I do like anchorages and I do not like having to find marinas or ports in order to stock up on something. That said, preparing hot meals with gas is not ideal. While I have not even found where to buy new Camping-Gaz in Greece once I need it, I much prefer independence. Also, my Can gas stove keeps turning off after a while (the safety shuts off the gas before anything – even coffee – is ready) and Can has not yet found the time to answer my support request.
So – solar energy it is. Kirsten gave me this tiny sandwich maker for my birthday. And I found that this is a wonderful way to make quick, hot meals on board. This particular model cannot be taken apart, which means you want to reduce the mess as much as possible. So I have learned not to put cornichons, tomatoes etc. inside the sandwich but rather eat them with your toast. All that goes in is butter on both sides, majo, ketchup ham and cheese. The device has a 700W power rating – just about what my inverter can deliver. In the pictures below I have included screenshots from my Philippi battery panel. As you can see, my service battery started at 290 Ah, at that point being charged with 6.52A by the solar panels. Once the sandwich maker starts heating, there’s a discharge current of 53.3A; reasonable: 700W/12V = 58.3A, add some overhead so I would expect a power draw of about 60A. It takes about 2.5 mins until the green light comes on and the toast can be put in, 3 minutes later it is ready. The service battery is down to 286Ah – being charged with 8.65A at that time. And now, 1.5hrs later, the batteries have their full 300Ah charge – sailing in Greece in July with Solar Panels makes electricity the best power source. Available, free, ecological.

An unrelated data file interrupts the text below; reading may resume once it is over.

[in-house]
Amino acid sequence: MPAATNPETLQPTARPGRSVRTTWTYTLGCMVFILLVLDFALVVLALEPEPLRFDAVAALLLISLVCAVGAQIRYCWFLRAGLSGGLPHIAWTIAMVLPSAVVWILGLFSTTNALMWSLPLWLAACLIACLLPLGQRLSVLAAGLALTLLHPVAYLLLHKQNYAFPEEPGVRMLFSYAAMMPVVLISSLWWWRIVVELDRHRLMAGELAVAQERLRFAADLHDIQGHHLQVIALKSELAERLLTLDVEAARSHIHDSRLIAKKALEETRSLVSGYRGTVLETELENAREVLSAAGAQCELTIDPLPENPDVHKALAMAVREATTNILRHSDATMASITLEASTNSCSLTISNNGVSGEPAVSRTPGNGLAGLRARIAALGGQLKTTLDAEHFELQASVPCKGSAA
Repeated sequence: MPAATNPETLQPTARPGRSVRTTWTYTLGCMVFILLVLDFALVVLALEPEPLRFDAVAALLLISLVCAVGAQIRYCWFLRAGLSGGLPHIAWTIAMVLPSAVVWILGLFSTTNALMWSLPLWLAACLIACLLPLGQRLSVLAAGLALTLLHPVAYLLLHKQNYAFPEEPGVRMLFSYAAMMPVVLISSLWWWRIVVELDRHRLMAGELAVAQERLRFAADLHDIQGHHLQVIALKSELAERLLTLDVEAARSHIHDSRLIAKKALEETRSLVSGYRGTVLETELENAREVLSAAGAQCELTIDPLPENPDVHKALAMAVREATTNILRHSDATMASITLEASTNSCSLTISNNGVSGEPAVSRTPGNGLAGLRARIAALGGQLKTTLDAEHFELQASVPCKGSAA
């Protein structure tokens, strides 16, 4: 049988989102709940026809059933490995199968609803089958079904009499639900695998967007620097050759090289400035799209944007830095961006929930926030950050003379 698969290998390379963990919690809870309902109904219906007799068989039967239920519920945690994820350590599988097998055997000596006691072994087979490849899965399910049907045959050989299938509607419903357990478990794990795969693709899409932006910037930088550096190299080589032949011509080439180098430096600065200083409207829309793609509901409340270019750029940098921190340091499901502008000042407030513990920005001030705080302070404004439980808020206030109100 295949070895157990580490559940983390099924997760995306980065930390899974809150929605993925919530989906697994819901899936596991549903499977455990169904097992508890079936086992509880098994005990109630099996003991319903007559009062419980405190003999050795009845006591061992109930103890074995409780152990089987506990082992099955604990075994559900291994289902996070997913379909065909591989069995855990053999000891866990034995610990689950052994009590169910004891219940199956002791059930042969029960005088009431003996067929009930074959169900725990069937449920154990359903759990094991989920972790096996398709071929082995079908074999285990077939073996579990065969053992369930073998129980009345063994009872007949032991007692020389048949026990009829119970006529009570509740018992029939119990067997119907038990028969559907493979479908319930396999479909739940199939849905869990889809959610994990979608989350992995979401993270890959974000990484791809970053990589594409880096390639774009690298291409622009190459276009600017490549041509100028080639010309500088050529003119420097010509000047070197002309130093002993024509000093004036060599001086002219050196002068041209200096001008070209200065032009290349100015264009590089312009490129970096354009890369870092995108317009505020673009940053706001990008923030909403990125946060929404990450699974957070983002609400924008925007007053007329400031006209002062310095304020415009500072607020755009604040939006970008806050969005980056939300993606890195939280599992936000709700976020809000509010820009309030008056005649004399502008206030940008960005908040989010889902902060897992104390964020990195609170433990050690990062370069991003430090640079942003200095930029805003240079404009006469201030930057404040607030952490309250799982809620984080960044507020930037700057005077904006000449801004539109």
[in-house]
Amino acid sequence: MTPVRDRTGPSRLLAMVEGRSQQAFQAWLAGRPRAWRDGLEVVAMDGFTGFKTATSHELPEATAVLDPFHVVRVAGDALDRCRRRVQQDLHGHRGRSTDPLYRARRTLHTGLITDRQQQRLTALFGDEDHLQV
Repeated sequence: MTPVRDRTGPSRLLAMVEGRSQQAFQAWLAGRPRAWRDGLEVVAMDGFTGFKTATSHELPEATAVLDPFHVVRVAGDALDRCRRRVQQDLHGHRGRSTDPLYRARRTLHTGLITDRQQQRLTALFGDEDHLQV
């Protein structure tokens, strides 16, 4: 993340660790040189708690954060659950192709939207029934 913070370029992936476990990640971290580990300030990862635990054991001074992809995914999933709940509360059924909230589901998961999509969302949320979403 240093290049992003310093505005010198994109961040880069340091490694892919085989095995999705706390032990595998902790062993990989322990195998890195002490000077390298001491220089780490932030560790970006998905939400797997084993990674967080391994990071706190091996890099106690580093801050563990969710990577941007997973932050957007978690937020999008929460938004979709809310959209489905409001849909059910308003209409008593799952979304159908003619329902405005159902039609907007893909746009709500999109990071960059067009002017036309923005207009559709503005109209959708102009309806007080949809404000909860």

And because this Can oven keeps driving me crazy shutting off the gas, I will also get a 500W hot plate for making coffee and a rice/spaghetti-cooker with 700W. I’m sure that doing spaghetti will drain the battery much more – and will post my findings here.